1. Instead there would be someone else reading this.  Furthermore, this blog may never have been written because “I” would not have been here.

Tuesday 5 April 2016

12 Ways to Encounter Nature

In our social change work we meet other people ever day.  We exchange greetings, ask about their health, and usually get into some discussion about goals, strategies or actions designed to further whatever is our cause. 

We are used to interacting with other humans.  To effect social change we must encounter other human beings – it’s part and parcel of the work. 

We also need to encounter nature.  But in our desire for social change we can neglect to do so.  We continue to neglect encountering nature at our peril.  We need to do so for our own well-being, and also because we just may learn something.  Nature has much to offer us – not all our learning comes from other humans.

Here are twelve ways we can encounter nature, some are simple and may only take a few minutes, others take much longer (but then the benefits may be much greater).
  1. Take a walk along a beach.  Smell the salty air.  Wade in the surf.  Feel the sand beneath your feet.  Watch the seabirds swirl and dive.  Try tiger walking – walk purposefully placing one foot down with the heel striking first, rolling onto the outside of the foot, with the little toe then grounding, followed by the other toes in turn, with your big toe being the last part of the foot to touch the sand.  Then repeat with the other foot.
  2. Garden.  Plant herbs and research not only their culinary benefits but also their medicinal ones.  Notice how the seasons and the growth of plants interact.
  3. Go hiking (tramping, trekking) in the woods, the mountains, the forests and the river beds.  Take your food and accommodation with you and spend at least 3 days without any contact with civilisation.
  4. Sit on a hilltop at sunrise or sunset and watch the sun rise or set.  Watch the colours in the sky change and merge into one another.  At sunset watch the flocks of birds return to their nesting places.  At sunrise feel the warmth of the sun slowly increase.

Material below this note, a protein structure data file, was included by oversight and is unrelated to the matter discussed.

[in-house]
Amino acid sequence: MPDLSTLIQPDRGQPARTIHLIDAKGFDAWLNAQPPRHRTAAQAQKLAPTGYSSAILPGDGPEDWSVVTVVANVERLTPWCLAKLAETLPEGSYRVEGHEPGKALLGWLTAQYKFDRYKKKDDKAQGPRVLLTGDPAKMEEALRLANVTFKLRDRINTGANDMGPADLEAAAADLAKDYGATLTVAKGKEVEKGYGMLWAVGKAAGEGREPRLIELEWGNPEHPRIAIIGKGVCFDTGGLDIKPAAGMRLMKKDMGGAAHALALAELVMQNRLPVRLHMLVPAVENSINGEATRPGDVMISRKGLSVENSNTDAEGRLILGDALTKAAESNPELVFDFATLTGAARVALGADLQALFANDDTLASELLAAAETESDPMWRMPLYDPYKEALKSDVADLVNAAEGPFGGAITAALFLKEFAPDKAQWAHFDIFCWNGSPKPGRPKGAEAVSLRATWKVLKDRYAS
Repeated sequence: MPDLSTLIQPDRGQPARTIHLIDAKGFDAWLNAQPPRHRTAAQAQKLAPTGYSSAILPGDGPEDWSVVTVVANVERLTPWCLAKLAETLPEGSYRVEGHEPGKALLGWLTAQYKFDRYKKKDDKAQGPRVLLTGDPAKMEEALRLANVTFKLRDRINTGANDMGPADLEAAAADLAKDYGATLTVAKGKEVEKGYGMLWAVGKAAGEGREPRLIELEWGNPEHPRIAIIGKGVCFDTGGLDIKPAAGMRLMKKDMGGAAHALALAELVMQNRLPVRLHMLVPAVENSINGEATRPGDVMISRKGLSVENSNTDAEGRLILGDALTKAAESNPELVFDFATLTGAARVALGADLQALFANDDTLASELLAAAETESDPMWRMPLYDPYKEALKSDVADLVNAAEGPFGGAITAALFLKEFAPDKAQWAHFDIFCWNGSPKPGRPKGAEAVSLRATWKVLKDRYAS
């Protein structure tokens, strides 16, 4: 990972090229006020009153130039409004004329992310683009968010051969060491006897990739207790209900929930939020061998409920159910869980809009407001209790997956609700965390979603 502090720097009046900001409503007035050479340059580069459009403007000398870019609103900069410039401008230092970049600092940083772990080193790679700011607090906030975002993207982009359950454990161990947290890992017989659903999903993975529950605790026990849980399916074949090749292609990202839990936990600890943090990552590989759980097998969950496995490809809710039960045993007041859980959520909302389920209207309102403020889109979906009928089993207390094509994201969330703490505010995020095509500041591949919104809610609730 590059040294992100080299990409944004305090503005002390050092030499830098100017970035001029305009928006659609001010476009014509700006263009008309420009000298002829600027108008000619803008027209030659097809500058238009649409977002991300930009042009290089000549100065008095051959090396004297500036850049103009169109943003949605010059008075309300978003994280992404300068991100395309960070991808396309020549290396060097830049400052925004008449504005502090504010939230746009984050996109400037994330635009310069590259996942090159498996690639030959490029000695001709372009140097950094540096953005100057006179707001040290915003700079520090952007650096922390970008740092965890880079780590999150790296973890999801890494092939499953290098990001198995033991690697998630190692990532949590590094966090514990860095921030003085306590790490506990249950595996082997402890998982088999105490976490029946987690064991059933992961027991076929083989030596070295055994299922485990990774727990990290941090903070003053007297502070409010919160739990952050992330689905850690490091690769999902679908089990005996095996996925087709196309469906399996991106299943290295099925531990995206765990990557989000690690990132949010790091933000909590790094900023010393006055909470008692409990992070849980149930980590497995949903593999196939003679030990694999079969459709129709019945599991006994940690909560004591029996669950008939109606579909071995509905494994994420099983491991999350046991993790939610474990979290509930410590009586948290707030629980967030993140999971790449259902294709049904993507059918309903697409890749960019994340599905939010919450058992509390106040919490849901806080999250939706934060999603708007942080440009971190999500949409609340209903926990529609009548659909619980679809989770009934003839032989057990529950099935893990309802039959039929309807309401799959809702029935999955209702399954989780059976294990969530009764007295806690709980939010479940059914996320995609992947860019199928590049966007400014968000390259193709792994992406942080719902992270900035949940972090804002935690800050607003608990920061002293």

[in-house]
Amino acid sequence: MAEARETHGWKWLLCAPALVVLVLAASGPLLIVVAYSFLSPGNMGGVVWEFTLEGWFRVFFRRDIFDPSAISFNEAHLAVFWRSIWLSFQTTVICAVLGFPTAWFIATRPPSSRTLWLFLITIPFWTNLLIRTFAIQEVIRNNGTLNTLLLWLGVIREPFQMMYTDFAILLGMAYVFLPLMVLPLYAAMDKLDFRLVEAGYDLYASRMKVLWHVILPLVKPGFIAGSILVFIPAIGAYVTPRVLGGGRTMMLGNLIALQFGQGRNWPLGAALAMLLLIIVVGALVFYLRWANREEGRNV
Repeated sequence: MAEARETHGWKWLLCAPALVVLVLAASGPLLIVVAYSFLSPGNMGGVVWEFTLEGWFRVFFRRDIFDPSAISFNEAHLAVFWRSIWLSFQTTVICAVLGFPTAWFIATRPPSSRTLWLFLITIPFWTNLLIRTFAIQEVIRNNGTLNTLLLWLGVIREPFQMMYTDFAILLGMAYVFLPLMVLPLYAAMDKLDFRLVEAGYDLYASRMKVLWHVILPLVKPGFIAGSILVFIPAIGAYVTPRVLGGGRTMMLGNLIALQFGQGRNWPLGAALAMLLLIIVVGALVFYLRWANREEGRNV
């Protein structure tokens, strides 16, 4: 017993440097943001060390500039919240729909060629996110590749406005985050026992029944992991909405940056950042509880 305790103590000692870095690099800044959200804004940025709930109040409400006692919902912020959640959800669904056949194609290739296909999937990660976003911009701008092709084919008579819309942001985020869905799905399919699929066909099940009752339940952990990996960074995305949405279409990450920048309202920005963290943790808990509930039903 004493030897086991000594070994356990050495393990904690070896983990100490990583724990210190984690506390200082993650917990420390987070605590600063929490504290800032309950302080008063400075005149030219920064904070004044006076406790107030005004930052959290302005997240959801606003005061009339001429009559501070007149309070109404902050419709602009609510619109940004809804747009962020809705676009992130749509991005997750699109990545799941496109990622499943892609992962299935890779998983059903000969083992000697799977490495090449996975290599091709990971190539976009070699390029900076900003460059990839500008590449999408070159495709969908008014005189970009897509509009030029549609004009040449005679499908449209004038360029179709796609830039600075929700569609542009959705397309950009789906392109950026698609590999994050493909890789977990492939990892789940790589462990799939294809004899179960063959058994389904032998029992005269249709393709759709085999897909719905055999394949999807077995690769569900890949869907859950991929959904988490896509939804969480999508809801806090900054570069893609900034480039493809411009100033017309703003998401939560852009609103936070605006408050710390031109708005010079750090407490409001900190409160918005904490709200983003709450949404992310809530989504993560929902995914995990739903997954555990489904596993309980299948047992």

5. Take a trip to a waterfall and stand underneath and feel the water splashing and caressing your body.  Take a dip in the pool at the bottom of the waterfall.  Revel in the invigorating coolness of the water.
  6. Find a quiet place at night away from urban lights and just stare at the stars.  If you look for long enough you’ll see a meteor (shooting star) – you should see one approximately every 10 – 15 minutes, more often during “meteor showers.”
  7. Climb a tree and sit on a limb watching the bird life and other creatures that use the tree for habitat, food or transport.  As you sit there, ponder how this tree connects with the rest of the local ecosystem.  How extensive are its roots?  Where do the nutrients come from?  What’s going on in the leaves?
  8. Get some flippers, mask and snorkel and find a lagoon, sheltered beach or a lake.  Without the use of compressed air, explore the underwater domain.  Are there fish, coral or kelp in the area?  How is this underwater environment different to  the above water environment?
  9. With a partner try this variation on the Trust Walk idea.  Find a non-urban environment and take turns being led with eyes closed, in silence.  Your partner guides you with their arm or hand.  Your partner finds and guides you to an experience – it could be the bark of a tree, a fragrant flower, a group of pebbles, the sound of a bird twittering.  When your guide stops they will gently move your head so that you are facing the experience they have decided on.  Your guide then says “Open your eyes and look in the mirror.”  The idea is to see things in a new light, as if you were looking in a mirror.[1]
  10. Spend time on an organic farm.  World Wide Opportunities on Organic Farms (WWOOF)[2] helps put volunteers in touch with farmers.  The volunteer works on the farm in return for accommodation, food and the opportunity to learn about organic farming.
  11. Book into a guided wilderness experience.  There are numerous organisations offering such experiences.  Find one that offers an experience based on integrity.  Ideally you want an organisation that is guided as much by the heart as it is by the profit motive.
  12. Of course you don’t need to find and pay for a guide.  You could do it yourself and go off for a month or more into a remote area that is unconnected to civilisation.  Make you own shelter, become a “hunter and gatherer,” cook your own food, spend time contemplating your surroundings.  For inspiration read My Year Without Matches[3] by Claire Dunn, an Australian woman who “disillusioned and burnt out by her job, quits a comfortable life to spend a year off the grid in a wilderness survival program.”

[1] This exercise (called the Mirror Walk) is one of the many suggested by Joanna Macy in Coming Back To Life, New Society Publishers, Gabriola Island, BC, Canada, 2014.
[2] WWOOF originally meant Working Weekends On Organic Farms and began in England in 1971. See

[3] Claire Dunn, My Year Without Matches, Nero, Collingwood, Vic, Australia, 2014